As every mower soon learns keeping ones blade sharp is one of the key elements to success with a scythe. After four years of practice I can make a reasonable job of sharpening, but I am not yet satisfied that I have found the best combination of peening and whetting. The feeling that I could do a better and more efficient job of honing which has lead me to revisit techniques and equipment including buying one each of the stones Simon Fairlie sells to experiment with. As a sideline to this experimentation I have wondered about how mowers in the past managed to keep their blade sharp with a ‘strickle’ made from wood?
In the past a four-sided wooden strickle was commonly used to hone blades in the field. It was made of green oak or sometimes lime wood. Swine fat, soap or resin was smeared onto the strickle which was then coated with sand. Two opposite sides were sanded at a time so that there were two newly-sanded coarse sides to start on and two finer used ones to finish with.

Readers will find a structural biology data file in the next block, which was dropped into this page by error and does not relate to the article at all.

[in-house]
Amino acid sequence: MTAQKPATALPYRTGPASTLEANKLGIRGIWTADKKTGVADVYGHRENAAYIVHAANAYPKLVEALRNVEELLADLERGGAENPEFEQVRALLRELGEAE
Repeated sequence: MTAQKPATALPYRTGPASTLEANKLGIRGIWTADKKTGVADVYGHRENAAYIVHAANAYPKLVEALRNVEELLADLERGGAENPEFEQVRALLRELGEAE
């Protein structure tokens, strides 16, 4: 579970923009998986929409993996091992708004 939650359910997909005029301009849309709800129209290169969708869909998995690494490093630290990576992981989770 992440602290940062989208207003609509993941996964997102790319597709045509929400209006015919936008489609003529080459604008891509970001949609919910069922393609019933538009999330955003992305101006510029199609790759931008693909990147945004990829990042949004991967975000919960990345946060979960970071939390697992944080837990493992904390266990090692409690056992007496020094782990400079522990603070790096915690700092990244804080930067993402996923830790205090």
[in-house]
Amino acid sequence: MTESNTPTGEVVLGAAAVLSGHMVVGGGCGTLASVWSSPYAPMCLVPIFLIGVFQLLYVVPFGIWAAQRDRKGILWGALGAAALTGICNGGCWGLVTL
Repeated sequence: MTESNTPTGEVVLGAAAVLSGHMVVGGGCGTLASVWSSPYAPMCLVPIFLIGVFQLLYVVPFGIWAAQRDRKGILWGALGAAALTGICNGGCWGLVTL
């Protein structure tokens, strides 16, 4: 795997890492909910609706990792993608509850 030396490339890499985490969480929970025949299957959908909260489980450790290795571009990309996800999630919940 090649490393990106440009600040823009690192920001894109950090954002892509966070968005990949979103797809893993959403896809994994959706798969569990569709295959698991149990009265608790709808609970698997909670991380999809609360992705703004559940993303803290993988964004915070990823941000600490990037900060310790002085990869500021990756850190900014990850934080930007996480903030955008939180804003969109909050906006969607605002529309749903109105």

The strickle was fixed to the top end of the snath when not in use. Being quite heavy and the snath longer to accommodate its fixing I think it must have also functioned as a counter balance to the typical heavy forged blade of the time – something I will try out sometime with my English ‘fensman’ scythe. The mower in the field would carry a supply of fat and sand in a sandhorn slung by a string over his shoulder. Sand could be poured from an opening in the narrow end and the fat was held in the wide end.
Not content to just read about it I have now made myself an oak and a limewood strickle using one of a pair of antique strickles (ebay!) as a pattern. I have got a good supply of local ‘egg timer’ fine sand, but I am unsure from the descriptions I have read how the grease/sand coating works. Does it work like a soft grinding paste, or is hard fat/tallow likely to be better? I will have to experiment, but if anyone has any theories or historical sources I would be interested to hear them.